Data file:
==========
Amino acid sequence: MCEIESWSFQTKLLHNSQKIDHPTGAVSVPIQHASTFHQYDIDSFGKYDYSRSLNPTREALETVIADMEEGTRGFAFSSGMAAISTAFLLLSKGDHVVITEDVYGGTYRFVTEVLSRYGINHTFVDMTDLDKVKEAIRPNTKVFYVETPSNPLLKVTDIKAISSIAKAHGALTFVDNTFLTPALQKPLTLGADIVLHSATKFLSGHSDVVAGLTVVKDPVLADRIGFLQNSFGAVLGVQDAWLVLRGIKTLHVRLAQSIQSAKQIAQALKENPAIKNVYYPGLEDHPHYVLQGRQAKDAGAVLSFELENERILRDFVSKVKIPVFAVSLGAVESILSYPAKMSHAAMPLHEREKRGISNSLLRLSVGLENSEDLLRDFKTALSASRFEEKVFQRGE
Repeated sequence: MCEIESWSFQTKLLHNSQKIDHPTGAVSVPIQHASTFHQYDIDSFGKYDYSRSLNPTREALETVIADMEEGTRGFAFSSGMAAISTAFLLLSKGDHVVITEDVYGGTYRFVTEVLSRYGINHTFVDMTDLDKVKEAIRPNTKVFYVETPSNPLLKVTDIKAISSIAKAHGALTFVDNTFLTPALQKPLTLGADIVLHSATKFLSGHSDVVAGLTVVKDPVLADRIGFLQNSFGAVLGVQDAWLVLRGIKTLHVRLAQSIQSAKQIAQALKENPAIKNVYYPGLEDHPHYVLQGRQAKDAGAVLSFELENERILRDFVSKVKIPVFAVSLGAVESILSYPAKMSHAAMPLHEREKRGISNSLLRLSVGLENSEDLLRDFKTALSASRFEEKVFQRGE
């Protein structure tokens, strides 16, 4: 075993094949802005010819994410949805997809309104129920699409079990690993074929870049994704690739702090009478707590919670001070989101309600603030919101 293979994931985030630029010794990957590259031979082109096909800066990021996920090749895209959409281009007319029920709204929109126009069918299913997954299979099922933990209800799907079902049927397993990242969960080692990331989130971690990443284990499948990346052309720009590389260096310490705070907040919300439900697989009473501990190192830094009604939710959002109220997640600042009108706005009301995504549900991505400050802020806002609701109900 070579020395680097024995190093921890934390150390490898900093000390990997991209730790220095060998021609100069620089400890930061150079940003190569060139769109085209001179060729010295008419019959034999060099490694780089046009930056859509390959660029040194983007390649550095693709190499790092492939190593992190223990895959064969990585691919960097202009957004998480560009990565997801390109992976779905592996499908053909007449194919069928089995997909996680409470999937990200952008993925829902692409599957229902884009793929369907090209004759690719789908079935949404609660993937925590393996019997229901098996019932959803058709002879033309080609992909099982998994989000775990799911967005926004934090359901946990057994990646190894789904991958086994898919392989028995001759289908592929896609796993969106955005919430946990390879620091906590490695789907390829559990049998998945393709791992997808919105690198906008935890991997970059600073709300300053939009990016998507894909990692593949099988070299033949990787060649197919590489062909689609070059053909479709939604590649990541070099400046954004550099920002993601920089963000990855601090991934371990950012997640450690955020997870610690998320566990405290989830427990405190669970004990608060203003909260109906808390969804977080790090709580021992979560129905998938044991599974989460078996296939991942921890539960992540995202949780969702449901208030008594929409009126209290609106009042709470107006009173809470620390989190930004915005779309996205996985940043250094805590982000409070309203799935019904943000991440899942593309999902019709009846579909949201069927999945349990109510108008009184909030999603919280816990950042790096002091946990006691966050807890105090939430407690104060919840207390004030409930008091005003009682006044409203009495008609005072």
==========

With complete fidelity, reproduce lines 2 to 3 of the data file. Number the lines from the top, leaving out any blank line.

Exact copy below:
Repeated sequence: MCEIESWSFQTKLLHNSQKIDHPTGAVSVPIQHASTFHQYDIDSFGKYDYSRSLNPTREALETVIADMEEGTRGFAFSSGMAAISTAFLLLSKGDHVVITEDVYGGTYRFVTEVLSRYGINHTFVDMTDLDKVKEAIRPNTKVFYVETPSNPLLKVTDIKAISSIAKAHGALTFVDNTFLTPALQKPLTLGADIVLHSATKFLSGHSDVVAGLTVVKDPVLADRIGFLQNSFGAVLGVQDAWLVLRGIKTLHVRLAQSIQSAKQIAQALKENPAIKNVYYPGLEDHPHYVLQGRQAKDAGAVLSFELENERILRDFVSKVKIPVFAVSLGAVESILSYPAKMSHAAMPLHEREKRGISNSLLRLSVGLENSEDLLRDFKTALSASRFEEKVFQRGE
């Protein structure tokens, strides 16, 4: 075993094949802005010819994410949805997809309104129920699409079990690993074929870049994704690739702090009478707590919670001070989101309600603030919101 293979994931985030630029010794990957590259031979082109096909800066990021996920090749895209959409281009007319029920709204929109126009069918299913997954299979099922933990209800799907079902049927397993990242969960080692990331989130971690990443284990499948990346052309720009590389260096310490705070907040919300439900697989009473501990190192830094009604939710959002109220997640600042009108706005009301995504549900991505400050802020806002609701109900 070579020395680097024995190093921890934390150390490898900093000390990997991209730790220095060998021609100069620089400890930061150079940003190569060139769109085209001179060729010295008419019959034999060099490694780089046009930056859509390959660029040194983007390649550095693709190499790092492939190593992190223990895959064969990585691919960097202009957004998480560009990565997801390109992976779905592996499908053909007449194919069928089995997909996680409470999937990200952008993925829902692409599957229902884009793929369907090209004759690719789908079935949404609660993937925590393996019997229901098996019932959803058709002879033309080609992909099982998994989000775990799911967005926004934090359901946990057994990646190894789904991958086994898919392989028995001759289908592929896609796993969106955005919430946990390879620091906590490695789907390829559990049998998945393709791992997808919105690198906008935890991997970059600073709300300053939009990016998507894909990692593949099988070299033949990787060649197919590489062909689609070059053909479709939604590649990541070099400046954004550099920002993601920089963000990855601090991934371990950012997640450690955020997870610690998320566990405290989830427990405190669970004990608060203003909260109906808390969804977080790090709580021992979560129905998938044991599974989460078996296939991942921890539960992540995202949780969702449901208030008594929409009126209290609106009042709470107006009173809470620390989190930004915005779309996205996985940043250094805590982000409070309203799935019904943000991440899942593309999902019709009846579909949201069927999945349990109510108008009184909030999603919280816990950042790096002091946990006691966050807890105090939430407690104060919840207390004030409930008091005003009682006044409203009495008609005072």